Following last week’s fantastic episode, House of the Dragon: “King of the Narrow Sea” had some rather large shoes to fill. Does it live up to its predecessor, “Second of his Name?” Not entirely, but it’s only marginally inferior and does not bring down this season. “King of the Narrow Sea” is also superior to the first two episodes, settling it comfortably as the second-best episode of House of the Dragon. “King of the Narrow Sea” gets all the simple things right – things would not need praise 20 years ago. A couple of minor issues bring down this episode from the quality of “Second of his Name,” mainly an inconsistent quality of political intrigue and a reliance on clichés. However, there is plenty of good buried in the points of criticism, and an argument can be made for each of these points in either a positive or negative direction.
Similar to “Second of his Name,” the highest point of praise for “King of the Narrow Sea” comes from its willingness to trust the audience in the simplest ways. In several instances, the visuals are subtle enough that the audience is able to figure out what is going on without relying on exposition. Body language, small prop and costume changes, and dialogue with double meanings contribute to this too. Trusting an audience to deduce plot elements was once the norm. However, especially when compared to The Lord of the Rings: The Rings of Power, a show’s ability to rely on the fans’ intelligence is rare and praiseworthy. The way “King of the Narrow Sea” accomplishes this is in no way profound or exceptional but is, again, so foreign in current-day that it deserves noting here.
“King of the Narrow Sea” begins Rhaenyra’s quest to find a suitable husband to fulfill her royal duty demanded by her king’s command. When no eligible suitor presents himself, she returns early to King’s Landing, infuriating her father at her cavalier aversion to her responsibilities as both heir and Princess. Relief from her father’s scorn arrives with Daemon’s victorious return from his defeat of the Crab Feeder. He has been named King of the Narrow Seas and has come to re-pledge his allegiance to his brother. Celebrations of his return ensue, and all seems right again in House Targaryen – that is until Rhaenyra is aided in escaping the palace to explore Flea Bottom as a commoner by Daemon. In their exploration, they end up in a brothel, where Daemon makes certain physical advances on his niece. However, Daemon is unable to go through with their union, abandoning Rhaenyra to find her own way back to the palace.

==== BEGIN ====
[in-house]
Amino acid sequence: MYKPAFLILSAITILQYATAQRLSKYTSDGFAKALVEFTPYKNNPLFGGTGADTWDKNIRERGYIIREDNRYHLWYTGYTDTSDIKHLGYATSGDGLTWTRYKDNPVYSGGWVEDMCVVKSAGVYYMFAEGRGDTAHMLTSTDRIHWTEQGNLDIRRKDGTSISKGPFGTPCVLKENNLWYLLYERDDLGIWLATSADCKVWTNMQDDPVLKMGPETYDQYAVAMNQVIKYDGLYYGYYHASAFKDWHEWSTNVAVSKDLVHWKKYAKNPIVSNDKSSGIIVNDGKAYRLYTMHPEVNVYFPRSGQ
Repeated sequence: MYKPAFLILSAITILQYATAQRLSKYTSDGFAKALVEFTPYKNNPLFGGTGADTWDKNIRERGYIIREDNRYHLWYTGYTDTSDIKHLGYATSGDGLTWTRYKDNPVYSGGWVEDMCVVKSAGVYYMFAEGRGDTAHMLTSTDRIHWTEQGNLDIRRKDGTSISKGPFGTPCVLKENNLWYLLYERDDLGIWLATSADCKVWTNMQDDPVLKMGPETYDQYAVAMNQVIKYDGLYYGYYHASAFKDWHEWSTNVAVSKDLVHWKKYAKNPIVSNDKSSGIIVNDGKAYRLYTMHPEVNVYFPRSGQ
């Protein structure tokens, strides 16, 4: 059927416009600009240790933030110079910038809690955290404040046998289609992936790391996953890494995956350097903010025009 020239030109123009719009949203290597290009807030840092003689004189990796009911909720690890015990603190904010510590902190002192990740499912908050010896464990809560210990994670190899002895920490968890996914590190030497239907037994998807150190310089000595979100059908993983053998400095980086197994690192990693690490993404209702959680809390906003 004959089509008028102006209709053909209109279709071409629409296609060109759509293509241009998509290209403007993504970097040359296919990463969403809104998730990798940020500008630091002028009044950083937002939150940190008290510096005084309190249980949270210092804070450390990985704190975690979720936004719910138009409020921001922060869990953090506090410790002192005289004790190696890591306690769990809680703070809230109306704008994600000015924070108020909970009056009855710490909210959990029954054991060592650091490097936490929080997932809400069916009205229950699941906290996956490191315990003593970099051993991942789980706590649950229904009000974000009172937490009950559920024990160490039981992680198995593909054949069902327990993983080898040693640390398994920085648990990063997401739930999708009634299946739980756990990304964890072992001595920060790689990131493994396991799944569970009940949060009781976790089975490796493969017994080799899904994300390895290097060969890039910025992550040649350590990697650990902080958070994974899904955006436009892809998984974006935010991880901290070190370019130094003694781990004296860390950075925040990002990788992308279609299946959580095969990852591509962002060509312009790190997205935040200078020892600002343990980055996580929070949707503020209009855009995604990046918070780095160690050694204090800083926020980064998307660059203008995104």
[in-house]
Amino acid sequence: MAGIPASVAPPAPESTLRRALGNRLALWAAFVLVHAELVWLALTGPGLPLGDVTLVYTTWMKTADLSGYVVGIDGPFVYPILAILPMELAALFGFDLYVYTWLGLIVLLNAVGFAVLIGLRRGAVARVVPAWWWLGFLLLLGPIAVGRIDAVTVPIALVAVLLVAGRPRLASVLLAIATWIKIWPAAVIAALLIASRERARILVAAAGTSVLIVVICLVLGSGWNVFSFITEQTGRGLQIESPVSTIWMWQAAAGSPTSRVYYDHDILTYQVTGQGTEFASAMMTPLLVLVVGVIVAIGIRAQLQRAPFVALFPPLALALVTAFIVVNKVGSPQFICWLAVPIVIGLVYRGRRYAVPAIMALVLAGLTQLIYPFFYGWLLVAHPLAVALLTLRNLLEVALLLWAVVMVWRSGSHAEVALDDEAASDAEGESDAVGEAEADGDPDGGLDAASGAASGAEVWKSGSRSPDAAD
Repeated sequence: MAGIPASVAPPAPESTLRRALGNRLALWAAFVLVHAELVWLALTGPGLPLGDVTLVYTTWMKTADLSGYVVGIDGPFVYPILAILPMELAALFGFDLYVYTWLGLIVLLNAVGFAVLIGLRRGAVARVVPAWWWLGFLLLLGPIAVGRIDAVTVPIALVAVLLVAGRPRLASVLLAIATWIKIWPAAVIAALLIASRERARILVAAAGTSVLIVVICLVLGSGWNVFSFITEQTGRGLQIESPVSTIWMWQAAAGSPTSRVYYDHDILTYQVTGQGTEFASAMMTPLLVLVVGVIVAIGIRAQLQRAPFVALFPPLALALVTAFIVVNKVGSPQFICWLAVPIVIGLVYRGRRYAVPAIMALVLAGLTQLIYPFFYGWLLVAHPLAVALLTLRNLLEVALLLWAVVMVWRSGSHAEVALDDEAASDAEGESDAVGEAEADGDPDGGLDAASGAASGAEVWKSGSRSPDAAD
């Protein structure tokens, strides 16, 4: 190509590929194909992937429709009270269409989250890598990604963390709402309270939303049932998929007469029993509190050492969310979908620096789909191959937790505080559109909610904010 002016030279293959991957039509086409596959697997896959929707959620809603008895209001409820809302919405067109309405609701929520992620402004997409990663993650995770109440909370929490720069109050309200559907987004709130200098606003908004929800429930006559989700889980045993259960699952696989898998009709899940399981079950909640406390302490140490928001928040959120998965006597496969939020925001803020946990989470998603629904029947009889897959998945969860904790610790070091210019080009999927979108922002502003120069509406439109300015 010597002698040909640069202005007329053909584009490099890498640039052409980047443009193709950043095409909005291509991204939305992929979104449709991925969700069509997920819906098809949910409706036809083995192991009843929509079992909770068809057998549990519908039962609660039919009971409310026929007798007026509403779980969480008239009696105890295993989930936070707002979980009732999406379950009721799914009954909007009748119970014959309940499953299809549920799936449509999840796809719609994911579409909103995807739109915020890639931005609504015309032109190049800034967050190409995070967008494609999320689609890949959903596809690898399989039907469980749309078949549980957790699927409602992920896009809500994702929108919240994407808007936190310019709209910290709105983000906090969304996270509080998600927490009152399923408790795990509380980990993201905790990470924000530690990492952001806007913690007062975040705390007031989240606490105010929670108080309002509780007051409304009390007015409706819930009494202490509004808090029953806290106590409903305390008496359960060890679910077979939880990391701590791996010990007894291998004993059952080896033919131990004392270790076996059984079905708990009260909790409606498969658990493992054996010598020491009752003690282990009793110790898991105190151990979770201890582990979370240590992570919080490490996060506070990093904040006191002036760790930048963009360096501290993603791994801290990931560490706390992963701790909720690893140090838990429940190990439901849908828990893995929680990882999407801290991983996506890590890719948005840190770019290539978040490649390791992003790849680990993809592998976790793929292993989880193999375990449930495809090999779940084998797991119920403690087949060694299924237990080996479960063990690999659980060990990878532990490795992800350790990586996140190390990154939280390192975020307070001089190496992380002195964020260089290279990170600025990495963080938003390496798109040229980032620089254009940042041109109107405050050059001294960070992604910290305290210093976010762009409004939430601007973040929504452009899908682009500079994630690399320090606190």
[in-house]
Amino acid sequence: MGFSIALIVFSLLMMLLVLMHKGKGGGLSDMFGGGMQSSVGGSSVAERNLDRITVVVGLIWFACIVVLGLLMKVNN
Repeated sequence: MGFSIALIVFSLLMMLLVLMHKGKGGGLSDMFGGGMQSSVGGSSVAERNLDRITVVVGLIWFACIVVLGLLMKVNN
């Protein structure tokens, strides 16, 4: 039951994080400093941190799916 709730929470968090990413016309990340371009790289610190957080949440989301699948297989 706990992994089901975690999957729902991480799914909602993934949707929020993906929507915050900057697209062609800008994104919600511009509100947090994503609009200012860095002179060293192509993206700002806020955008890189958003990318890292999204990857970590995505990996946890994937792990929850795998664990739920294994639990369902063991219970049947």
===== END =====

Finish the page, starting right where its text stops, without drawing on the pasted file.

Events turn sour again when a spy brings word of Daemon and Rhaenyra’s exploits to Otto and, by extension, the king. Viserys must decide if this affects Rhaenyra’s position as heir and his newly restored relationship with his brother. Ultimately, he banishes Daemon to the Vale and commands Rhaenyra to marry the son of the Sea Snake, her choice of husband taken away because of her mistakes.
As has become the staple of House of the Dragon, the quality of dialogue in “King of the Narrow Sea” is fantastic. One line, in particular, stands out in a conversation between Daemon and Rhaenyra. While discussing the tragic passing of Rhaenyra’s mother, Daemon says, “You cannot live in fear, or you will forsake the best parts of it.” A simple yet intriguing concept that truly defines him as a character. Despite his lofty goals and rocky relationships, Daemon wants to get the most out of life, even if that means a short life. With a few minor tweaks to this line, it could become something truly profound for his character. “A merry life and a short one.” –Assassin’s Creed IV: Black Flag.
In a prime example of the writers trusting their audience, the scene where Rhaenyra finds the peasant clothes in her quarters and instructions on how to escape has no dialogue explaining why she wants to leave the palace and who gave her these instructions. The previous episodes have often displayed her as one not acclimated to the responsibilities of royalty, wishing instead for the freedom of peasantry. Particularly her conversation with Cole in “Second of his Name” depicts this thoroughly. If the audience can merely remember the many moments where she has displayed this wish for freedom, there is no need for any other exposition to explain why she leaps at this opportunity. The scene also refrains from explaining who delivered this opportunity to her, allowing them to figure out the obvious in Daemon before she eventually meets up with him. Again, this is incredibly basic storytelling and trust in the audience, but it feels exceptional here compared to the rest of modern television. The only minor criticism of this sequence is how Rhaenyra had never known about the incredibly easy-to-open and not-so-hidden secret door before this. It is a minor criticism, but it bears mentioning because she just needed to press the wall a little bit.